Going faster in Linux with BPF
I ran into an article in the Linux Weekly newsletter that talked about BPF and got curious what it was. BPF (also known as Berkeley Packet Filtering) is a technology that serves as a “faster” alternative to interacting with kernel-space from user-space. Woah, that’s nuts; I didn’t even know such a thing existed!
BPF was originally designed to make network packet filtering faster. Why would you want network packet filtering? A basic example is a firewall. For example, if a user-space program wanted to ignore all packets to certain ports or from certain IPs, then it would be able to do so in an efficient manner and without having to change the kernel source code. You may also wonder, why is this technology novel or necessary – can’t I just do packet filtering in user-space? Unfortunately, at high throughput, packet filtering in user space is too slow because of the copying from kernel space to user space. Software-defined networking is an example of where this is particularly useful. Routers need to be able to process packets at very high speeds and want to minimize filtering overhead. The BPF technology allows these routers to do all the filtering in kernel space while specifying the filter criteria in user space. Let’s see if we can do something similar – let’s snoop on the NIC to see if we can detect whenever we receive a packet!
First, we’ll write a user-space program that will initialize the BPF function we want to write:
This code loads a BPF source program written in C called packets.c. Within that source file, it looks for the function packetfilter and loads it with BPF.XDP. What’s that? XDP stands for eXpress Data Path, it’s a feature included in some NIC (network interface card) drivers. The driver will pass the RX (received) packets directly to the BPF function without doing any software queuing or memory allocation. This is where we’ll get the packet processing speed up!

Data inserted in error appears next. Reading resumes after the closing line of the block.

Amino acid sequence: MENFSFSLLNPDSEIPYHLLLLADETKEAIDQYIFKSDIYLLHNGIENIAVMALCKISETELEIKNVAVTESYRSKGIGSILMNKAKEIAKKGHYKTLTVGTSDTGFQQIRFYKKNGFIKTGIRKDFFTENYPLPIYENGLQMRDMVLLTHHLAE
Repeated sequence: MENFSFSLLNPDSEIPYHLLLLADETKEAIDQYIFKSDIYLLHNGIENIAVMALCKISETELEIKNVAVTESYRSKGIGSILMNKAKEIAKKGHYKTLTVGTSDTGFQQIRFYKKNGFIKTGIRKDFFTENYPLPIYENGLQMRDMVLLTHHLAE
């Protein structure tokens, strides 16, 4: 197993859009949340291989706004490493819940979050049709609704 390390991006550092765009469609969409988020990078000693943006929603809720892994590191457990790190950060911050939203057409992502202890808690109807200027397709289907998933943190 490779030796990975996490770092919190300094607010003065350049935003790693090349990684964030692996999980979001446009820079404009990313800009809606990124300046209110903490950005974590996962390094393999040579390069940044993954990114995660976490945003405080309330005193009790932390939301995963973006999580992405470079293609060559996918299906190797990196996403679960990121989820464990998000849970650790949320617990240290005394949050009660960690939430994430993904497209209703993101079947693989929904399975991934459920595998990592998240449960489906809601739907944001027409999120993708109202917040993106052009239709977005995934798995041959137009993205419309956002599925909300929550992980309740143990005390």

Once we’ve registered this function, we attach it to the relevant NIC device. In our case, that’s the “lo” device. This device is known as the loopback device and is used to route traffic from itself, to itself. The addresses localhost and 127.0.0.1 are configured with the “lo” device. Finally, we run b.trace_print() which will print out are bpf_trace_printk calls in the packetfilter function to this program’s stdout.
Next,we need to create the packets.c file and write the packetfilter function.
This is what a simple BPF function looks like. It accepts an xdp_md pointer which contains data about the incoming packet. We run bpf_trace_printk for every packet we receive and return XDP_PASS. This function has other possible return values like XDP_DROP which drops the packet or XDP_TX which sends the packet out to the same NIC it came from. XDP_PASS simply lets the packet pass through to its intended flow had the BPF program not existed.
Let’s run our program now with sudo python packetfilter.py. For a program to send a BPF program to the kernel, it needs to have superuser privileges. Cool, we can actually see packets coming through!
Not only that, but in this function we can also modify the packet’s data. It’s all so powerful! But, with great power comes great responsibility. With BPF, a user space program can specify some code it wants to run. The kernel then uses a JIT (just-in-time) compiler to compile the code and run it! So does this mean that a user-space program can just execute arbitrary code in the kernel? That sounds like a fundamental security flaw that operating system developers plotted against! It turns out it’s not that simple, the kernel has a program called the BPF verifier which verifies the BPF code that the user-space program wants to execute. So...there’s a program that verifies a program? I didn’t know that was possible!
The BPF verifier ensures that BPF programs are safe and won’t crash the entire system. The first thing the BPF verifier checks is that the program is a DAG (directed acyclic graph) and that all instructions jump forwards instead of backwards. By doing this, it can ensure that the program will eventually reach completion. Additionally, loops may be flagged if they depend on information at runtime like packet data. The kernel wouldn't want an infinitely-looping program running! The second part of the verifier examines all conditions of the code by doing a depth-first search. It keeps track of registers and their types and then uses that information to be more strict about the possible operations a BPF program can run.
BPF is pretty sweet, if you’re curious to learn more, definitely check out this series of articles on Oracle’s Linux Blog.